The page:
One of the most important things to learn about your audience are their preferences. How they like to be messaged, where, and when. It helps to know where they’re hanging out online and what kind of content they find engaging.
When targeting specific generations within your audience, having a deep understanding of the nuances can make or break your messaging. That's where generational marketing segmentation comes in.
Little big things
To engage a younger crowd you could work with content creators or micro influencers. Keeping in mind that relatable and authentic experiences are very important for engagement.
If you’re looking for a 👍🏽 from Generation X and boomers, emphasize product quality and customer service in addition to keeping it real.
Sometimes, your data may not be in a place for segmentation yet. Which means, you’re serving up a feast that needs to make everyone say yum. Here’s some of the key ingredients to include:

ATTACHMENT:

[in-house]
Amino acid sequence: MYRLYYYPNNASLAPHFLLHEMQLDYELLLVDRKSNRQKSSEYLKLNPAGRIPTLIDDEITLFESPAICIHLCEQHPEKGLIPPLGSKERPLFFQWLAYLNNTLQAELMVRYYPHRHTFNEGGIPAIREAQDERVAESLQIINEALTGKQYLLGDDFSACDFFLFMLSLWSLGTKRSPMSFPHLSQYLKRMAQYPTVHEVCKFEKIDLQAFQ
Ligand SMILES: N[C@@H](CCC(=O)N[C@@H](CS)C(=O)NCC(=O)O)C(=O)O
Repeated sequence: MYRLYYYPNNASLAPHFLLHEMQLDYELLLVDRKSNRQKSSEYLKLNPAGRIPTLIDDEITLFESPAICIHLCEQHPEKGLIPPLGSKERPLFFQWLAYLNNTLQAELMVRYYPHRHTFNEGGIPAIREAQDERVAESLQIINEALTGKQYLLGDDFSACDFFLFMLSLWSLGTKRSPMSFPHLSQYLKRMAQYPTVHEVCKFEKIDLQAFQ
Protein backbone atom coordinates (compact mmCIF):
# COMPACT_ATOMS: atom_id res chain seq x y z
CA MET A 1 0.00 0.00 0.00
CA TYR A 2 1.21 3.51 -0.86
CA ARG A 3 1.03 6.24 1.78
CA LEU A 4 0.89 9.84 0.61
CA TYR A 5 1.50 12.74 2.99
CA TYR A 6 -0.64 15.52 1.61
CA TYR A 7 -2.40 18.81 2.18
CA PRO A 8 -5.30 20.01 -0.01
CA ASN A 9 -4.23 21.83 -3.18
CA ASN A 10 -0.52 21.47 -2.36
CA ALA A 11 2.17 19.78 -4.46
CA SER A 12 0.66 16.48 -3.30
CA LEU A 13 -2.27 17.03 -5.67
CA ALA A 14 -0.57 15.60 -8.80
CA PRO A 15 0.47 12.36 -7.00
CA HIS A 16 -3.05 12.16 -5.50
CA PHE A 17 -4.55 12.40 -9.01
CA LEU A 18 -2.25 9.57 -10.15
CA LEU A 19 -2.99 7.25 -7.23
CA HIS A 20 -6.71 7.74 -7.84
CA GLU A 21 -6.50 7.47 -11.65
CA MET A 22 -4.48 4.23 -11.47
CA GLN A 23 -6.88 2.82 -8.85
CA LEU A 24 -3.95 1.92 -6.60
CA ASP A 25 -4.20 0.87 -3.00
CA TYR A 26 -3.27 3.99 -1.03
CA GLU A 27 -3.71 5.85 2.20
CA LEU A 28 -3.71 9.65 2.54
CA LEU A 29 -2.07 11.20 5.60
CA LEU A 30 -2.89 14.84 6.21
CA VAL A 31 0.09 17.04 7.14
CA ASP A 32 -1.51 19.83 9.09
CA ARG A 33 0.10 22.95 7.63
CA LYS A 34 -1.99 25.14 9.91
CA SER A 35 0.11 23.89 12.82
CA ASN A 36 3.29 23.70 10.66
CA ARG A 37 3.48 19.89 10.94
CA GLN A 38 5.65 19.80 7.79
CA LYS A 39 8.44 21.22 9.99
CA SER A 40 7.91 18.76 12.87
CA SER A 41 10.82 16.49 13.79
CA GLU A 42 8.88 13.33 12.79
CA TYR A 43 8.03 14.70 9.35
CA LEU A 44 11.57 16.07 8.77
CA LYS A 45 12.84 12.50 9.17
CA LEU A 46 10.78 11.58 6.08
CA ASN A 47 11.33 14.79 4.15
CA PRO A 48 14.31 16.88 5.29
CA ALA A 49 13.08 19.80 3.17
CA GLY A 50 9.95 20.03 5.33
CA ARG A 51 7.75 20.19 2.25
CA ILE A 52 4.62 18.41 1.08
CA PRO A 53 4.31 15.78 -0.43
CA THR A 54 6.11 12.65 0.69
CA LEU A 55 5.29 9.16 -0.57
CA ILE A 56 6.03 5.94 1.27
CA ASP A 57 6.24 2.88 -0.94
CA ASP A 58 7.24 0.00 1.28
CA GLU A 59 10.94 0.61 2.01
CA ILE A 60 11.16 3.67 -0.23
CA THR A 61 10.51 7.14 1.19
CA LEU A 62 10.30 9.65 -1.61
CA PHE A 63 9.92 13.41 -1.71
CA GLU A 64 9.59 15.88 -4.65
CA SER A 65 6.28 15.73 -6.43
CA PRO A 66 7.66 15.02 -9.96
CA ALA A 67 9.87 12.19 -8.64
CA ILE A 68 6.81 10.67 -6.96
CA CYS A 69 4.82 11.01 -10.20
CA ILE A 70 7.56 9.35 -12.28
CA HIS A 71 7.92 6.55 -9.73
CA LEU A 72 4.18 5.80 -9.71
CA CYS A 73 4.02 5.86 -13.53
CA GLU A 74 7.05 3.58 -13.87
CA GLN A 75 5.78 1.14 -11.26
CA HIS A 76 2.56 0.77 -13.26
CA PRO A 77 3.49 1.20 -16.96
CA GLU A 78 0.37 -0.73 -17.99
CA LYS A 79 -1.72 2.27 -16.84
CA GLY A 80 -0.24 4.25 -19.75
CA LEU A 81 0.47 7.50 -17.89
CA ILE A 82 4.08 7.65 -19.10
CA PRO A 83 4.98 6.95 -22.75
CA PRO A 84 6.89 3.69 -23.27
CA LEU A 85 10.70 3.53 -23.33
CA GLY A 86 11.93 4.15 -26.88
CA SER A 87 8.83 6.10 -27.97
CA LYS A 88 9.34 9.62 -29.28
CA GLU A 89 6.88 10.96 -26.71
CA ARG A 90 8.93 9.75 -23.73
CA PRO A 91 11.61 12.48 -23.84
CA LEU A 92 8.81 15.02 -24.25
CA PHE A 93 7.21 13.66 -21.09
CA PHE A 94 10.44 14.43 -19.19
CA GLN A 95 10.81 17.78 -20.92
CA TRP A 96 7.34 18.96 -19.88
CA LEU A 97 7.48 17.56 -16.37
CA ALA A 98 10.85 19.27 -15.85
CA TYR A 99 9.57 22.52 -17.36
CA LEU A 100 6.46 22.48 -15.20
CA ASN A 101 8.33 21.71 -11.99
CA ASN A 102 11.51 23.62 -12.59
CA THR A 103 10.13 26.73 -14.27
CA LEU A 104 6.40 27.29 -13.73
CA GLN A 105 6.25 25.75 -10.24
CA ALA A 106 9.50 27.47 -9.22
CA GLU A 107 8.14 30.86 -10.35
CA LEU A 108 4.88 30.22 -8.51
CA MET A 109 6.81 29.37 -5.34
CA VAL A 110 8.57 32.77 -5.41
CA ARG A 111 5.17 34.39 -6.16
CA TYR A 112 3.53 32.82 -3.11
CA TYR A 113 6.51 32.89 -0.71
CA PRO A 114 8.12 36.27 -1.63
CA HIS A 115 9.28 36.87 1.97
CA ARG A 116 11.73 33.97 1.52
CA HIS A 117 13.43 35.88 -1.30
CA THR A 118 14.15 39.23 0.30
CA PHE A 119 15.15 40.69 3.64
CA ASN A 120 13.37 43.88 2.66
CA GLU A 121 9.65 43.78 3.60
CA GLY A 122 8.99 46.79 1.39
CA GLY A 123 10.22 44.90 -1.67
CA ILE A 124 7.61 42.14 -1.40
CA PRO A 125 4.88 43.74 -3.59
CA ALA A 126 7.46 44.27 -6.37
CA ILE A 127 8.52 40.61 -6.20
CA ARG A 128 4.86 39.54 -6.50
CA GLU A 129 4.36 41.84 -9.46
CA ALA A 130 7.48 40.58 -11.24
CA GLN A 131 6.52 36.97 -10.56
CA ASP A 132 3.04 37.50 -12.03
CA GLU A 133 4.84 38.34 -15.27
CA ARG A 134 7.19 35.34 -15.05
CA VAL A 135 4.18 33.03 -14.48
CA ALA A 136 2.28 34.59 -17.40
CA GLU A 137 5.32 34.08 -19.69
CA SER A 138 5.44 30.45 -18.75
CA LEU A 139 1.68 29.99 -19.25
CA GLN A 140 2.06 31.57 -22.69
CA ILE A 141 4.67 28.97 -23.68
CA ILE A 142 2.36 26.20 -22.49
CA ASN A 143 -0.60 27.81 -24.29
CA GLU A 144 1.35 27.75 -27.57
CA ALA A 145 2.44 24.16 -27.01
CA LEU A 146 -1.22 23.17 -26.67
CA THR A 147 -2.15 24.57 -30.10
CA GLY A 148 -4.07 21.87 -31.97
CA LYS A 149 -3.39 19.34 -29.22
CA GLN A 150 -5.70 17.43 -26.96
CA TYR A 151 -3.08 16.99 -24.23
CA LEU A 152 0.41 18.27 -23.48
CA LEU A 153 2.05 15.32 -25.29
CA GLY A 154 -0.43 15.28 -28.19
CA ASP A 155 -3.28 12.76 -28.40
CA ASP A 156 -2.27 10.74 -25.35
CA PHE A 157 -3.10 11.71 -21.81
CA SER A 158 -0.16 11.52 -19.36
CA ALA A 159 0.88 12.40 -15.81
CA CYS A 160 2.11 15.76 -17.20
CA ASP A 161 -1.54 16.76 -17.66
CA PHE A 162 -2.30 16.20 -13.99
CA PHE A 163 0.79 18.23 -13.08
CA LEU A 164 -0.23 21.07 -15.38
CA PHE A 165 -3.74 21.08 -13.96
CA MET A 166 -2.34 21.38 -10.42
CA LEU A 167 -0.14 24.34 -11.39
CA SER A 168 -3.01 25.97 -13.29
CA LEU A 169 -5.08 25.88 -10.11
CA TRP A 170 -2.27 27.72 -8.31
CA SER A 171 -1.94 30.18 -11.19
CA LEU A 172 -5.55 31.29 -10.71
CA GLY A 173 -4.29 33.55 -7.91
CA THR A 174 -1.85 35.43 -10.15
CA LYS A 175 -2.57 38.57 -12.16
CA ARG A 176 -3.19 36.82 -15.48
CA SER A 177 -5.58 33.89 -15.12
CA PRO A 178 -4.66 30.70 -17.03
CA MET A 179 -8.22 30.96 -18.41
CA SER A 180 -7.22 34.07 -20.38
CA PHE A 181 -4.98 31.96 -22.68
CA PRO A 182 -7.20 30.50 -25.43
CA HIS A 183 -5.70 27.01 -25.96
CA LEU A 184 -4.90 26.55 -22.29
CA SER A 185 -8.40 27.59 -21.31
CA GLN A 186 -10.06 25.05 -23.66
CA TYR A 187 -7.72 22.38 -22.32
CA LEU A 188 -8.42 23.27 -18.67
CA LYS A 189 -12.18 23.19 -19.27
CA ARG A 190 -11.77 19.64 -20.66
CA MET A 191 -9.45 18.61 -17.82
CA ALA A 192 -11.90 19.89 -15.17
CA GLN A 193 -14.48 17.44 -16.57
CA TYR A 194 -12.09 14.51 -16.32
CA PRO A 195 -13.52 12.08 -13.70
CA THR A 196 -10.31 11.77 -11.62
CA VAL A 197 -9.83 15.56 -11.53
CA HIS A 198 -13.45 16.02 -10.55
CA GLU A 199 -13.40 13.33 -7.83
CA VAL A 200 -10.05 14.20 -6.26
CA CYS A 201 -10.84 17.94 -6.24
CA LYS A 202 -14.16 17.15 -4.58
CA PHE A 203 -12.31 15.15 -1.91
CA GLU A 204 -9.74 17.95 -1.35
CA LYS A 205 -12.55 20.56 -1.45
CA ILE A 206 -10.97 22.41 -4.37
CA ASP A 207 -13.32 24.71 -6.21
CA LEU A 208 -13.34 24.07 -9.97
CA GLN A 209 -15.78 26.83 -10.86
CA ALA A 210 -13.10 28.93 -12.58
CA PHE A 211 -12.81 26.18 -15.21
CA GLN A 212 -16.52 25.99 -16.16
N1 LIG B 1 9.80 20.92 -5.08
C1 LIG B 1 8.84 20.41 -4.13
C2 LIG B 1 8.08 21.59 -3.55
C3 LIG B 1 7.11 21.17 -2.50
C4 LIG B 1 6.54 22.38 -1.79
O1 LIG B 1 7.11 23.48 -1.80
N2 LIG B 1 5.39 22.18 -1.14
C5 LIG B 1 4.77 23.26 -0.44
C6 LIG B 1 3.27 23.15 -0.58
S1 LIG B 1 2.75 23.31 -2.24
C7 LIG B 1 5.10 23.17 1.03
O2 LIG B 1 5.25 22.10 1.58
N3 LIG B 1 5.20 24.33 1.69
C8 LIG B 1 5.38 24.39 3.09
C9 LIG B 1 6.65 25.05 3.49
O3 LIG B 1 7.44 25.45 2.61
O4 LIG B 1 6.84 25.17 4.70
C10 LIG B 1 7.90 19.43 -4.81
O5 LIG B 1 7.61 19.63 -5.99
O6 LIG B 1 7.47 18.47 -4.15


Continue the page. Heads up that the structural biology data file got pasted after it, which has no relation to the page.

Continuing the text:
- They want to hear from the brands they trust
- Email is numero uno, except for Generation Z who prefer social
- Smart personalization is key
A good strategy?
Don’t get distracted by shiny new things. Stick with what works especially with those who love you already. Test new and improved ways to keep them delighted and engaged.
In 2023, personalization means a lot more than adding Hi [first-name, fallback:there] at the beginning of the email. It means sharing content that’s relevant, on the topics they’re interested in, and the kind of stuff they’ve engaged with in the past or explicitly asked for.
This report by Data Axle takes a deep dive into generational marketing preferences. Besides making us feel old, it reveals one of the main reason consumers give you a follow or subscribe.
To get access to sales, deals, offers, and of course the memes.
About Susan Rov
Susan traded cocktails and lattes for words that move. As a copywriter on a mission to end boring, she brightens brands and makes an impact. Number 463 on the list of fiction readers left standing, you'll find Susan at sunrise—running, writing, and wondering how to change the world next. That drive led her to become a founding team member of BRIL.LA.